PK–Nate Whitaker, Stanford:  A perfect 11 for 11 on field goals (including a game winner), plus an impressive 15 touchbacks on kickoffs.

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Chris Huston, A.K.A. ‘The Heisman Pundit‘, is a Heisman voter and the creator and publisher of Heismanpundit.com, a site dedicated to analysis of the Heisman Trophy and college football. Dubbed “the foremost authority on the Heisman” by Sports Illustrated, HP is regularly quoted or cited during football season in newspapers across the country. He is also a regular contributor on sports talk radio and television.

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28 Responses to HP’s 2010 Mid-Season All-Americans

  1. Chris October 12, 2010 at 7:56 am #

    Let’s see the breakdown:

    Pac 10 – 11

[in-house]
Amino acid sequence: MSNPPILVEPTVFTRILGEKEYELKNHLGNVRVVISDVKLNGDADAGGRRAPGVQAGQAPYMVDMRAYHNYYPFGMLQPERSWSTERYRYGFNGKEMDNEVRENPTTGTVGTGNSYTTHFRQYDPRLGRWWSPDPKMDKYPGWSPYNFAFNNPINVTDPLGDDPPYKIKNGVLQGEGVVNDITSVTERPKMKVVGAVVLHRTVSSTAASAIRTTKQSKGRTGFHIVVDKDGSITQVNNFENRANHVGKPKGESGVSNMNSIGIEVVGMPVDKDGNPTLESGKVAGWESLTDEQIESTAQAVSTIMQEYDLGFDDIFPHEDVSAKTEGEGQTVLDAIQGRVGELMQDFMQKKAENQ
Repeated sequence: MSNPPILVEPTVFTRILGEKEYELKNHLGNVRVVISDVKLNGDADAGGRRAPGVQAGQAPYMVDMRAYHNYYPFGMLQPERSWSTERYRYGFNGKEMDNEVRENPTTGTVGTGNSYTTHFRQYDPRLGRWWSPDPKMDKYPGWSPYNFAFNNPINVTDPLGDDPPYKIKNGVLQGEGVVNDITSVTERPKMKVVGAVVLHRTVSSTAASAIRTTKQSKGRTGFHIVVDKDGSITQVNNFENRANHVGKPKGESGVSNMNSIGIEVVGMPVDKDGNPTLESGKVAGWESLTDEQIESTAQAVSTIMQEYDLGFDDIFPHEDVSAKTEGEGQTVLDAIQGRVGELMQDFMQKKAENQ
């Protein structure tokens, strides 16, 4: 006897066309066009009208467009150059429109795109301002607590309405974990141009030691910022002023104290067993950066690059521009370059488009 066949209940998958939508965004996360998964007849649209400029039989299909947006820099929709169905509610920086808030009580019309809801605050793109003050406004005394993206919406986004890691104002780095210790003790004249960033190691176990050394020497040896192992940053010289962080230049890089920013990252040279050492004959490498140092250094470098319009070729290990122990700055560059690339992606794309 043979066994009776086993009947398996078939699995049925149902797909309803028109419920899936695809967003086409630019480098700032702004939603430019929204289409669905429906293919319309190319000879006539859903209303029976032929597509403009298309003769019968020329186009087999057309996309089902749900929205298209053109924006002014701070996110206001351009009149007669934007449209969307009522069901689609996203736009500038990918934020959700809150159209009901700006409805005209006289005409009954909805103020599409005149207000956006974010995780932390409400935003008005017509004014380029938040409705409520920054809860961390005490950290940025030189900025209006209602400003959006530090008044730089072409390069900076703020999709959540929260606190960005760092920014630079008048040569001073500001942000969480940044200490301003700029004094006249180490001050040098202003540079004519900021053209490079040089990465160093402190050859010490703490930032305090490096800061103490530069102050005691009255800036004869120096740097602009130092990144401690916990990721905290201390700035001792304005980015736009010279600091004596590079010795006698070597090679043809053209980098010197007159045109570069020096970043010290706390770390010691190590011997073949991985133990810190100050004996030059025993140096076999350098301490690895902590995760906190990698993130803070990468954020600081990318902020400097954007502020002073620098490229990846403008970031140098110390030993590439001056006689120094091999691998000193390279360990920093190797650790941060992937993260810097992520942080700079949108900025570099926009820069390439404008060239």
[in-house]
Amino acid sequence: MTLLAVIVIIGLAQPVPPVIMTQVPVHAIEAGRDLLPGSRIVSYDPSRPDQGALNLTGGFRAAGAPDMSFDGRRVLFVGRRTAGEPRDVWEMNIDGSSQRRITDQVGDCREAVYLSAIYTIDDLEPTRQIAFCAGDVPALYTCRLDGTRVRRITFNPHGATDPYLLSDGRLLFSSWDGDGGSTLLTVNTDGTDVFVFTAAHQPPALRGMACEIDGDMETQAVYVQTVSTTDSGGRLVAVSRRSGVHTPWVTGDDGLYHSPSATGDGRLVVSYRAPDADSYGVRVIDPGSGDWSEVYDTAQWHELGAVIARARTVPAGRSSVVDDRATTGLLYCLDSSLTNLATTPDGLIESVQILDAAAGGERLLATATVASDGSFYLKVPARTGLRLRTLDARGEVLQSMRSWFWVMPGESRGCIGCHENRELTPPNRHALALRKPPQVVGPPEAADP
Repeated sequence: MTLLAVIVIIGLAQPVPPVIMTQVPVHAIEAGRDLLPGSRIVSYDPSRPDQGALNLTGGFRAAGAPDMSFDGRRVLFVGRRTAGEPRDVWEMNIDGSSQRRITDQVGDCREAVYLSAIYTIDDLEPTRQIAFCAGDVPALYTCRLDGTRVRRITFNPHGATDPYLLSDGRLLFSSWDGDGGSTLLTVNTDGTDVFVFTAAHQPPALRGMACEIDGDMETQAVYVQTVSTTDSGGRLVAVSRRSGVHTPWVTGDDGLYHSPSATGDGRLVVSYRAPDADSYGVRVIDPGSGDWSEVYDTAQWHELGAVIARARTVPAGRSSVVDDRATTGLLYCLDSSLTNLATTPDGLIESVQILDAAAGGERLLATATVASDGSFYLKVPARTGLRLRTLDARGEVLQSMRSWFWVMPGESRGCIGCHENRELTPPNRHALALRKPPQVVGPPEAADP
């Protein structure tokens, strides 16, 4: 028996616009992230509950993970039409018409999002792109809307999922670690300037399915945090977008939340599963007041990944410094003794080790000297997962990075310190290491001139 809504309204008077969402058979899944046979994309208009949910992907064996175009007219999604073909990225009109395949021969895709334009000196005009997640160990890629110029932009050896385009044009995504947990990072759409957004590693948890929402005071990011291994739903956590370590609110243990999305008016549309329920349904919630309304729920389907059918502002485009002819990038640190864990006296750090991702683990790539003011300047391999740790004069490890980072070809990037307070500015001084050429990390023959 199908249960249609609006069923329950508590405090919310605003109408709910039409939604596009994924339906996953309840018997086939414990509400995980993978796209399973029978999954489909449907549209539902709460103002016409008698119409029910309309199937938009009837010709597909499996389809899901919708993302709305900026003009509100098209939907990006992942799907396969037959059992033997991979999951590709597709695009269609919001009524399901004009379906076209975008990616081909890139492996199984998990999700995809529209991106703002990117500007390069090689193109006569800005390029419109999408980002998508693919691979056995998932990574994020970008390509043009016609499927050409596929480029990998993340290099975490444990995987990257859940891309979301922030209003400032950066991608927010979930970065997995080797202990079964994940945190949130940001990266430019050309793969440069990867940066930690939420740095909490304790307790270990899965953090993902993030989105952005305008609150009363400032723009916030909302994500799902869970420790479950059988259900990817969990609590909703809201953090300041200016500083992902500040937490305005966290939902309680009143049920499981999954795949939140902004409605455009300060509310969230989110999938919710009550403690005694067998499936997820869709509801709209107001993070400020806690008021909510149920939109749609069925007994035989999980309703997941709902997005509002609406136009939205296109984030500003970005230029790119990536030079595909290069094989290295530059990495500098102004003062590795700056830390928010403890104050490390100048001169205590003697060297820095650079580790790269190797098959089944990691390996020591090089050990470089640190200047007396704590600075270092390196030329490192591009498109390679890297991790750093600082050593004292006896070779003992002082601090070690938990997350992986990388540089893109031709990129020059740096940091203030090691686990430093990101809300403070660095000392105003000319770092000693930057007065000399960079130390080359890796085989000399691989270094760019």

Big 10 – 3
    Big 12 – 4
    SEC – 4
    ACC – 1
    Big East -0

    Now we know what HP thinks a world free of bias would look like. Marshall has as many representatives as the ACC and Big East combined.

    • Heismanpundit October 12, 2010 at 10:58 am #

      typical distortions, zero contributions, SEC know-nothingism on display.

  2. JMB October 12, 2010 at 9:42 am #

    Rather than mindless conference counting, care to indicate any players he made mistakes on?

    Who exactly from the Big East and ACC deserves All-American honors so far?

  3. Brian October 12, 2010 at 9:58 am #

    Don’t count the OL-Oregon as 5 players either. They are one. HP has always selected the offensive line based on team because there’s little quantifiable way of determing the best offensive linemen.

  4. brendan October 12, 2010 at 10:24 am #